|Long-nosed bat that pollinates Agave that give us tequila|
Today while you celebrate Cinco de Mayo with a margarita or a shot of tequila, you should probably make a toast to bats. Why toast bats? Long-nosed bats specifically the Genus Leptonycteris are the main pollinators of Century Plants, aka Agave. Tequila comes from the distillation of juices from Agaves.
More information about long-nosed bats from bat experts Bat Conservation International.
“Long-nosed bats are medium-sized members of the family Phyllostomidae, weighing about one-half to one ounce (15-30 grams). As in other nectar-feeding bats, the tongue and muzzle are elongate, an adaptation for feeding on the nectar that accumulates in the interior of some flowers. The short ears and the small, triangular noseleaf are signs that these bats rely less on echolocation and probably more on their sense of smell to locate the flowers on which they feed. The two species in this genus can be distinguished from other North American nectar feeders by the narrow membrane between their legs and lack of a visible tail. Sanborn’s Long-nosed Bat (Leptonycteris sanborni) lives in the dry portions of the North American tropics, from El Salvador to northern Mexico, but in the summertime it also inhabits the subtropical zones of Arizona and New Mexico. The Mexican Long-nosed Bat (L. nivalis) prefers cooler, higher places, including the pine-oak woodlands and thorn forest from Central Mexico to Texas. Both species are migratory, at least in the northern part of their ranges.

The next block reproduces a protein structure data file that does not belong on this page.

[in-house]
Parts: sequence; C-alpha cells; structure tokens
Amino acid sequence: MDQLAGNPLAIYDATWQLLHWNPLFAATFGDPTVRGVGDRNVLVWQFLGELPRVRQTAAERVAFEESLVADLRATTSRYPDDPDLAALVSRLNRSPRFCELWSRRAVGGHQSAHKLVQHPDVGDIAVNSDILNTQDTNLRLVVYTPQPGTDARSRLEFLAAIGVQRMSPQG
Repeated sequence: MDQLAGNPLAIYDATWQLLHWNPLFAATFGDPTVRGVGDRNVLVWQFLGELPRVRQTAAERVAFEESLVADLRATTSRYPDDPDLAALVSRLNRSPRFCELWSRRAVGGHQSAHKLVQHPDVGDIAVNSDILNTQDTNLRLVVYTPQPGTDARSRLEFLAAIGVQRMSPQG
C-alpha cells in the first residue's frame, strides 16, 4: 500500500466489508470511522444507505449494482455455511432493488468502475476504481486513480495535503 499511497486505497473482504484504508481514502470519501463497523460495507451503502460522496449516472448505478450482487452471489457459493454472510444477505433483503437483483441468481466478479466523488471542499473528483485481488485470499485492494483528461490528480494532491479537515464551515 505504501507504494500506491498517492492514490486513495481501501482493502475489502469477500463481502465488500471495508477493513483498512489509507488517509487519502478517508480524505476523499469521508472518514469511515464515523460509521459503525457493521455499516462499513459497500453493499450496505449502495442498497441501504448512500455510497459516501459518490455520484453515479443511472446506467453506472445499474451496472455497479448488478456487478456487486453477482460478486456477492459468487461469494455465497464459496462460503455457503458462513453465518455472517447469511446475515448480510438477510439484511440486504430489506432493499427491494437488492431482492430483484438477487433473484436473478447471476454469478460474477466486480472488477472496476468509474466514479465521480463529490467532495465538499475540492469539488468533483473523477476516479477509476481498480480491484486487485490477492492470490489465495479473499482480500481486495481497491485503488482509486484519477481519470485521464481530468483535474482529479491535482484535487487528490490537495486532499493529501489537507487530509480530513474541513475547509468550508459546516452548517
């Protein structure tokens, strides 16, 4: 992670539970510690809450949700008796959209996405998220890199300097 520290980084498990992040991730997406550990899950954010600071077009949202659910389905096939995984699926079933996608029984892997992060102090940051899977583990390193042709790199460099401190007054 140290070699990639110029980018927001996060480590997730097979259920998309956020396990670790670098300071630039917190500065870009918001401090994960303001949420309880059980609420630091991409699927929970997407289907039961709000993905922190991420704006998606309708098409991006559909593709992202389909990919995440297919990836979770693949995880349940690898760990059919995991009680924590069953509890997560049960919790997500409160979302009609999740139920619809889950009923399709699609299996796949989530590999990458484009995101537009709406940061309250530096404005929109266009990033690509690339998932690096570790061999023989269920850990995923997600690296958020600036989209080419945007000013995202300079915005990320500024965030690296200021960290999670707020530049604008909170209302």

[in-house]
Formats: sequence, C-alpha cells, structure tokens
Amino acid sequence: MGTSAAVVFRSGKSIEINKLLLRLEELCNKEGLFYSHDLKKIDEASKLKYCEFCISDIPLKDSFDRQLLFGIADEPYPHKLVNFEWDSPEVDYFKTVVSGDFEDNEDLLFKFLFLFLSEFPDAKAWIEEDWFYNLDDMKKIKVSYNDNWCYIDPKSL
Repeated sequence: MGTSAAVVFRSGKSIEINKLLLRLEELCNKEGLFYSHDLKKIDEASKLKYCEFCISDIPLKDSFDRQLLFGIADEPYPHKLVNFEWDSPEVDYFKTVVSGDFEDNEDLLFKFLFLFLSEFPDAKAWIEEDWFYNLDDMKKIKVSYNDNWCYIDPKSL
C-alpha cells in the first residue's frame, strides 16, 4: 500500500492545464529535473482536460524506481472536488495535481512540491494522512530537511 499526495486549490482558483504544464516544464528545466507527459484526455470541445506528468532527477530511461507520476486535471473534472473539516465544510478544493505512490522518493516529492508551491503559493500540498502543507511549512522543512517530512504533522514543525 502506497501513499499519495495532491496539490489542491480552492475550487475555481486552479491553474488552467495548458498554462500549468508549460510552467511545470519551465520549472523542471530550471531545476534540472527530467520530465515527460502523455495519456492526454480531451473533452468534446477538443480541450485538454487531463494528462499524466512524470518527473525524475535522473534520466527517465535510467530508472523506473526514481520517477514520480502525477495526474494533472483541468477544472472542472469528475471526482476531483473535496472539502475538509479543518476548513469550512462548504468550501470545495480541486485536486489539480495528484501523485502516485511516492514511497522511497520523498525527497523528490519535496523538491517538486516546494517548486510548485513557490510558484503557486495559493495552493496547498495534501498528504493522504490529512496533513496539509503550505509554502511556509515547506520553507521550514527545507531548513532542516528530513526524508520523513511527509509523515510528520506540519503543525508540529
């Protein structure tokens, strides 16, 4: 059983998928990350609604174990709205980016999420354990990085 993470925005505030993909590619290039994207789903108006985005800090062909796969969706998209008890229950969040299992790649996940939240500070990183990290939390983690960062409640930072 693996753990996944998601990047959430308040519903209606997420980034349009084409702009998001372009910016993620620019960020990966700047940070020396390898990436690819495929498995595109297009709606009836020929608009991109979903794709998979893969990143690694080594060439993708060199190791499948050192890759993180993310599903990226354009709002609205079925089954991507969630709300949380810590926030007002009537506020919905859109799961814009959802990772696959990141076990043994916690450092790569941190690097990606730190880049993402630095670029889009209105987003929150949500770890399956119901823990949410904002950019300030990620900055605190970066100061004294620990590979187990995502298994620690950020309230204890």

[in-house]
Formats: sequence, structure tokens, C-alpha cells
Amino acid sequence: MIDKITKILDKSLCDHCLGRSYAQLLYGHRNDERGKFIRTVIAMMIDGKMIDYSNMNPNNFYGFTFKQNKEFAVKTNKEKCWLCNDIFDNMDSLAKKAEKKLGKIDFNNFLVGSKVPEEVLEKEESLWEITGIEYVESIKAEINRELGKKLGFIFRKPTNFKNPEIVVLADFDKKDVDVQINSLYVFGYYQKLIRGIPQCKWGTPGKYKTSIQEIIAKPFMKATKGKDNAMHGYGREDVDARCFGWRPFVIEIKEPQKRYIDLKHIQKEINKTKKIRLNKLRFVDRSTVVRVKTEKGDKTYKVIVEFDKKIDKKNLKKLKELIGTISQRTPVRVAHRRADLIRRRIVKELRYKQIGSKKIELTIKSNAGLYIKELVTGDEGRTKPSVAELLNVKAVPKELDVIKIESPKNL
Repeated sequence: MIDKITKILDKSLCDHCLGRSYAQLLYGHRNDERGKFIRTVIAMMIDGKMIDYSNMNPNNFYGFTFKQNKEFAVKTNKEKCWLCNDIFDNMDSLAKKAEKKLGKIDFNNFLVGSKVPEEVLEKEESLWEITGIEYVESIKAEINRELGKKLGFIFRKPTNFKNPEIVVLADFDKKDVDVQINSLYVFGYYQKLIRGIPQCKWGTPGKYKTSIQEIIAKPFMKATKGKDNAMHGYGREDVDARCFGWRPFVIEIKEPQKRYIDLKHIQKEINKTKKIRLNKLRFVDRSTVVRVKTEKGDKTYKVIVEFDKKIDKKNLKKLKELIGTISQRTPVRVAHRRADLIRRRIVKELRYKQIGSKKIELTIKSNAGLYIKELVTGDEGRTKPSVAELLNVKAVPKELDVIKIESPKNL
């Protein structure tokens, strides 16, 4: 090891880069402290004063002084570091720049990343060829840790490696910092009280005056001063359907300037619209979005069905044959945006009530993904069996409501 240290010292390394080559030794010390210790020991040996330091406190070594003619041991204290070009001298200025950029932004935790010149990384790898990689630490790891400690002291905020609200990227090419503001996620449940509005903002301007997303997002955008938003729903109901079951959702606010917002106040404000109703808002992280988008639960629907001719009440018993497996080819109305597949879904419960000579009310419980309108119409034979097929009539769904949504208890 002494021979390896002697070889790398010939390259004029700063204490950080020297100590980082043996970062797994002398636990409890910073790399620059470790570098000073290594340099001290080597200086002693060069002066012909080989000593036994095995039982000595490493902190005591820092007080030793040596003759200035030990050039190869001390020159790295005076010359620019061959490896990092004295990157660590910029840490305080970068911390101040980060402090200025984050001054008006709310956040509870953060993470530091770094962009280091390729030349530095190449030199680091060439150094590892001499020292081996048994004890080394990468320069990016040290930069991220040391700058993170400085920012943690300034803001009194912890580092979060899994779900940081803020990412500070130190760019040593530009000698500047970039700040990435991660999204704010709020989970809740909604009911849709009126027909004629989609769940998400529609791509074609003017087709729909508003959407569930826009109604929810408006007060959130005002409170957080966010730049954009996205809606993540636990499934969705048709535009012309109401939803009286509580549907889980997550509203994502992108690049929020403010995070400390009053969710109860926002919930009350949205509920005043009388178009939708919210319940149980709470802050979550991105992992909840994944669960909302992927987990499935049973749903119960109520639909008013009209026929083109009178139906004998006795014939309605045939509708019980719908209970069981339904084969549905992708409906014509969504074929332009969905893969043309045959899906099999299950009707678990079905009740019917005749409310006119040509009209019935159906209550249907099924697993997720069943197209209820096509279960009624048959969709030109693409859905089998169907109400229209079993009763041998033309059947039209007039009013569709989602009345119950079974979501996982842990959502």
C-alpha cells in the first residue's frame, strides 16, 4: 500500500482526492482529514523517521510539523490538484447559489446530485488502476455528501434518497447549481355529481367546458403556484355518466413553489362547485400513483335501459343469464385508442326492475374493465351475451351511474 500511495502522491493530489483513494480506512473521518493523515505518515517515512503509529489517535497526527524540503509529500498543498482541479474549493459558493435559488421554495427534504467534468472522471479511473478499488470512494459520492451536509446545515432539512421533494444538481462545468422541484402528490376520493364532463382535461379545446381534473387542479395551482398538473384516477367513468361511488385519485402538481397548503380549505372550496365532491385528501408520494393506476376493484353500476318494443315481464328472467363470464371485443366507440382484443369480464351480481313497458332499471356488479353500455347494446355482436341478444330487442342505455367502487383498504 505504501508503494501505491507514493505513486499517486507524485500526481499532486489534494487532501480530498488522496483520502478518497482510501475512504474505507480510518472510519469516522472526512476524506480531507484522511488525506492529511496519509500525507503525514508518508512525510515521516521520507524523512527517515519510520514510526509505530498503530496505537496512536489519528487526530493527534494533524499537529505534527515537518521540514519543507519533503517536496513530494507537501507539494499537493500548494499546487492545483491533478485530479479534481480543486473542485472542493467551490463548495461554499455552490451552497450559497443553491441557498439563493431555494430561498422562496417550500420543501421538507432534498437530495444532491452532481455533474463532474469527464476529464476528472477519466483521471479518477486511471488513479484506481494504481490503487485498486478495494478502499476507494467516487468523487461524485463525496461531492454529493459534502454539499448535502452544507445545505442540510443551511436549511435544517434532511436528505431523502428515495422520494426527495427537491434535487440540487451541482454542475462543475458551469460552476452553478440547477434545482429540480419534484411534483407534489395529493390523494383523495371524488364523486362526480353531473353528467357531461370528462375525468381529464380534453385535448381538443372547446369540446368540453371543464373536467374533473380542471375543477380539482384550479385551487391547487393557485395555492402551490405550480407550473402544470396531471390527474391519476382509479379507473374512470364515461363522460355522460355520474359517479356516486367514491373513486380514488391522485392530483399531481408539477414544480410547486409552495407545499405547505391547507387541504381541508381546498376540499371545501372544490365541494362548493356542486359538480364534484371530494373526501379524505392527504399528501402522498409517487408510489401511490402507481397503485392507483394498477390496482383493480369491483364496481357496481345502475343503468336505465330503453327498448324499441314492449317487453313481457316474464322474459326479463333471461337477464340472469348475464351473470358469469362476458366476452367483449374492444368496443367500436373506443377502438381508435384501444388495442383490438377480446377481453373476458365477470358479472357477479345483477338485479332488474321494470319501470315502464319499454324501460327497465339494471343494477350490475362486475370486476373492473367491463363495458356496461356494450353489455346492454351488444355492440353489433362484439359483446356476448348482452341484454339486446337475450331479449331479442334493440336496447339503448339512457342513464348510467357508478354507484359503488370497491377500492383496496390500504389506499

Nectar and pollen are the main food items for long-nosed bats. Some plants, such as the Saguaro and Organ Pipe cacti, some species of agaves, and a variety of tropical species, open their flowers at night and attract bats with copious amounts of nectar. As bats feast on this sweet repast, their fur gets coated with pollen grains. When they fly to another plant in search of more food, they transfer the pollen to a new flower, assisting in cross-fertilization of the plants. Both the plant and the bat benefit from this relationship, and therefore are said to be mutualists. Scientists believe that this association is the result of the coevolution of bats and plants and that the dependence is so strong that the plants could not reproduce without the intervention of the bats, which would starve to death if the plants were not present. This relationship seemingly is quite sensitive to disturbance.”
¡A murciélagos, Salud!
Mary Cummins of Animal Advocates is a wildlife rehabilitator licensed by the California Department of Fish and Game and the USDA. Mary Cummins is also a licensed real estate appraiser in Los Angeles, California.
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